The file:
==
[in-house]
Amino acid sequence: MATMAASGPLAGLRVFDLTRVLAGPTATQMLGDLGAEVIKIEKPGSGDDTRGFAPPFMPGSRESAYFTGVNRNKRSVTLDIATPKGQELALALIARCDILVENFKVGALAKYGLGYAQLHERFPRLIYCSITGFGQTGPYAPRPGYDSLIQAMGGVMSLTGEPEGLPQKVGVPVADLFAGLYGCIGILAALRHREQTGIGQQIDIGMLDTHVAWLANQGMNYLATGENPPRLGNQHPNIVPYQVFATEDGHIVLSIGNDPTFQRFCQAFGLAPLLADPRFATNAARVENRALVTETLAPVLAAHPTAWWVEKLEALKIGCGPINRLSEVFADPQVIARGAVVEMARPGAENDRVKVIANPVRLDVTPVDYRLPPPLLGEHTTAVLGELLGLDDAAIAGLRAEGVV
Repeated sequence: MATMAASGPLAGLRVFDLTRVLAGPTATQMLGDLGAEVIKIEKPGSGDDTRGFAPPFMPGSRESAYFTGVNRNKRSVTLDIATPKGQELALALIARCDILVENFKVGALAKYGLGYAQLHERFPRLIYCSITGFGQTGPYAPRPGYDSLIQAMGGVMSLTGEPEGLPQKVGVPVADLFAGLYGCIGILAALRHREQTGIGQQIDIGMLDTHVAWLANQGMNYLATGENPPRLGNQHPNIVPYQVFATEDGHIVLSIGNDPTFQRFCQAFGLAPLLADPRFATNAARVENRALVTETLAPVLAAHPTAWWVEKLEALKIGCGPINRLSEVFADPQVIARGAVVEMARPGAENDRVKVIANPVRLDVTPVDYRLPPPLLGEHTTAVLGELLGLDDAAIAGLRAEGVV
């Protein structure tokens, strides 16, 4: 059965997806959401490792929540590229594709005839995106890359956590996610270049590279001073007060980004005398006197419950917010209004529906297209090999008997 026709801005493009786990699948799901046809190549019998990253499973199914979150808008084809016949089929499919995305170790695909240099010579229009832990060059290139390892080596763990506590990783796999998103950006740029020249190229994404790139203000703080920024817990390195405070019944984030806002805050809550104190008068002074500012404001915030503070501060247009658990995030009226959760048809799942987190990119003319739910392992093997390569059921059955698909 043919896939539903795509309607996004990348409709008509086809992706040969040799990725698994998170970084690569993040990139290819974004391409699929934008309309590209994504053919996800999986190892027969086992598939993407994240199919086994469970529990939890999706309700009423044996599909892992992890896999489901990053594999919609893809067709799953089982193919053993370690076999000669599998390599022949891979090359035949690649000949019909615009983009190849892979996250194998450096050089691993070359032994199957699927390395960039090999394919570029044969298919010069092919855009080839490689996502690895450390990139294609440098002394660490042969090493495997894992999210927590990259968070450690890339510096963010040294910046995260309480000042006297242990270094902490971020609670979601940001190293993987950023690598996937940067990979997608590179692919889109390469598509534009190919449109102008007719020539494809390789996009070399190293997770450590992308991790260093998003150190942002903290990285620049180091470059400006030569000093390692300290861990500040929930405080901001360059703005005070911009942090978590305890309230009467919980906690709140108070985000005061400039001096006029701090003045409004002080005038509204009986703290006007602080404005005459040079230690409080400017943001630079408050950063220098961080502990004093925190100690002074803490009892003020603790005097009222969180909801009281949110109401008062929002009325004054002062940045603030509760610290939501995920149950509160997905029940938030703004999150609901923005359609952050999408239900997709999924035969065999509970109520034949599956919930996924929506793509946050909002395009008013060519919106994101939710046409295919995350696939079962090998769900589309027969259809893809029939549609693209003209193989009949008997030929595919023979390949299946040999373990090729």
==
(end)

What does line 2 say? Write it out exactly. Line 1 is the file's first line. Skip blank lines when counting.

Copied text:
Amino acid sequence: MATMAASGPLAGLRVFDLTRVLAGPTATQMLGDLGAEVIKIEKPGSGDDTRGFAPPFMPGSRESAYFTGVNRNKRSVTLDIATPKGQELALALIARCDILVENFKVGALAKYGLGYAQLHERFPRLIYCSITGFGQTGPYAPRPGYDSLIQAMGGVMSLTGEPEGLPQKVGVPVADLFAGLYGCIGILAALRHREQTGIGQQIDIGMLDTHVAWLANQGMNYLATGENPPRLGNQHPNIVPYQVFATEDGHIVLSIGNDPTFQRFCQAFGLAPLLADPRFATNAARVENRALVTETLAPVLAAHPTAWWVEKLEALKIGCGPINRLSEVFADPQVIARGAVVEMARPGAENDRVKVIANPVRLDVTPVDYRLPPPLLGEHTTAVLGELLGLDDAAIAGLRAEGVV